The Importance of #AnxietyGirl

The last 12 months have been the worst of my life. But they’ve also been the most liberating. I lost my job, went on unemployment, moved to a new town for a new job that was almost immediately dissolved, and spent the next six months searching for yet another new job. My savings took a big hit, and now I’m too far away to see the therapist I really liked.

I also learned that going on unemployment is not shameful. I applied to so many jobs (around 170 since last April) that writing resumes and cover letters became as easy as breathing. Even interviews lost most of their terror. I learned I can book movers, stand my ground with stupid apartment complex managers, and drive myself through downtown Austin during evening rush hour.

Through some of my favorite people — Jenny Lawson, Wil Wheaton, Linz DeFranco — I learned that anxiety lies to me. It tells me I’m a bad employee, a bad wife, a failure, that I constantly disappoint those around me.

I learned that one of the best ways to fight anxiety is to be open about it. I’ve started blogging more about it, and using #anxietygirl in some of my tweets and Facebook posts. Some things I’ve shared:

  • It’s incredible how fast I can go from being okay to hating every single thing about myself. ‪#‎anxietygirl‬
  • What I hate most about being ‪#‎anxietygirl‬ is how my anxiety saps all of my energy. I’m sitting on the sofa, exhausted and paralyzed by all the things I know I have to do before bed. And this is one of my good days.
  • Things only I think when about to meet strangers: “Damn it, I should have looked at my small talk flash cards!” ‪#‎anxietygirl‬
  • When the prospect of attending a social event full of strangers in a few days makes you have to stop what you’re doing now and meditate. ‪#‎anxietygirl‬

I don’t post these things to gain sympathy. I post them because 40 million people in the US have an anxiety disorder, but only about a third receive treatment.

I want my friends who count among those 40 million to know that they are not alone; I want those who don’t have anxiety disorders to understand a bit better what’s happening in my brain.

Being more open is scary — it might mean that some people will think less of me, or that I could face prejudice at work.

But I’m tired of hiding, of pretending that I don’t have to fight my brain every day for who gets to control my feelings. I’m being honest, I’m using my anxiety against itself, and I’m better off for it.

Anxiety girl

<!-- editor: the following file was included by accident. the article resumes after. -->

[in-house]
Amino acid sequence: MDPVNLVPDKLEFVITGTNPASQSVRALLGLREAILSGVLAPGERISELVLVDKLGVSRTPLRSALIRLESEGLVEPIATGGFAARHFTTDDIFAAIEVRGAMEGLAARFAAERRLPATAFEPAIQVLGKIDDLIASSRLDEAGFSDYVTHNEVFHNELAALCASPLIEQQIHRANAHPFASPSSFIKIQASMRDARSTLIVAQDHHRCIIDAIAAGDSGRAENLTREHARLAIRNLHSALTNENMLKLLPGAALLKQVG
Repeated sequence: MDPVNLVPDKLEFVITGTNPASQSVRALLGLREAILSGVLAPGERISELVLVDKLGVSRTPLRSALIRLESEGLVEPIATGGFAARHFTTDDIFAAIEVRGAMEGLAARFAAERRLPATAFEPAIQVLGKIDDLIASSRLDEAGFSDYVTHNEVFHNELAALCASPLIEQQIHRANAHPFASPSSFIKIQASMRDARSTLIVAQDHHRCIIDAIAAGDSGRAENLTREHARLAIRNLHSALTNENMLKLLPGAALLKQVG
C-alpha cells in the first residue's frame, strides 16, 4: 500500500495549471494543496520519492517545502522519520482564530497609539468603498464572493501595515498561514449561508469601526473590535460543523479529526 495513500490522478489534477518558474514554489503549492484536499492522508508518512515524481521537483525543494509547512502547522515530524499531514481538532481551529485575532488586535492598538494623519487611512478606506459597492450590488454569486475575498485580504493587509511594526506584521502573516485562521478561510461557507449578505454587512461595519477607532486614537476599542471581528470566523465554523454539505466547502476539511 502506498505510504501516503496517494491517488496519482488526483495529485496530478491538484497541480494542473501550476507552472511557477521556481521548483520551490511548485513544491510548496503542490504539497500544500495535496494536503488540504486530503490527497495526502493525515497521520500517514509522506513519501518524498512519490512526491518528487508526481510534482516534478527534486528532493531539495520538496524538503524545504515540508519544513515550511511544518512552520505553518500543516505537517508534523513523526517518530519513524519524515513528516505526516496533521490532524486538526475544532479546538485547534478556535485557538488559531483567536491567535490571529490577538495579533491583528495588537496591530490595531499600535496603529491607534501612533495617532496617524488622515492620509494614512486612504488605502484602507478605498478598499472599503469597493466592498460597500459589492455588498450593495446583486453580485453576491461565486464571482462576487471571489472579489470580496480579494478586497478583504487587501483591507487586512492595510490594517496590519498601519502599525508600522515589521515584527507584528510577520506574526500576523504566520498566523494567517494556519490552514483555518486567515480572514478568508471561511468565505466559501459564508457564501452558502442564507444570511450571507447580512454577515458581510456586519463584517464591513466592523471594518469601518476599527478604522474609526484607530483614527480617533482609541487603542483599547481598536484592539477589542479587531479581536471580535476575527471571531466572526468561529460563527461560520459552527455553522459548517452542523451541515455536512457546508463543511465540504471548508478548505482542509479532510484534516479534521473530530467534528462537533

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6 thoughts on “The Importance of #AnxietyGirl

  1. Roommate, I know it has taken a big effort to share your #anxietygirl thoughts over the past year, but I so look up to you for it. Why should we have to put up a facade and pretend we’re ok when we’re really not? I hope your openness and honesty will help our generation (and the next and the next and maybe even the ones before us) to understand that mental health is just as important as physical health. And that doing things alone and bottling things up are unnecessary when you can have the support of loved ones around you (sans those silly coworkers you mentioned, who sound like weren’t worth your time anyway). I know I should be better at keeping up with friends (I can barely keep up with family), and that it may not amount to much, but I always send good thoughts your way when I read your #anxietygirl posts. Keep up the hard work and know that I love you!

    1. I saw your comment when I was at work and got a little teary. 🙂 Thank you so much for your sweet words and thoughts! I love you too, and I love seeing all the pictures of your adorable little gnome. 😀

      1. Of course! Thank you for being brave enough to share. And the gnome pictures can’t stop won’t stop soooooo I’m glad you like them 😀

  2. Great post Amy! I’m so happy you’ve been sharing #anxietygirl. I know lots of people who struggle with it too, me too, and getting it out there really does help. I am so proud of you and what you have accomplished this year! You are way more like a daughter than daughter-in-law! I love you!

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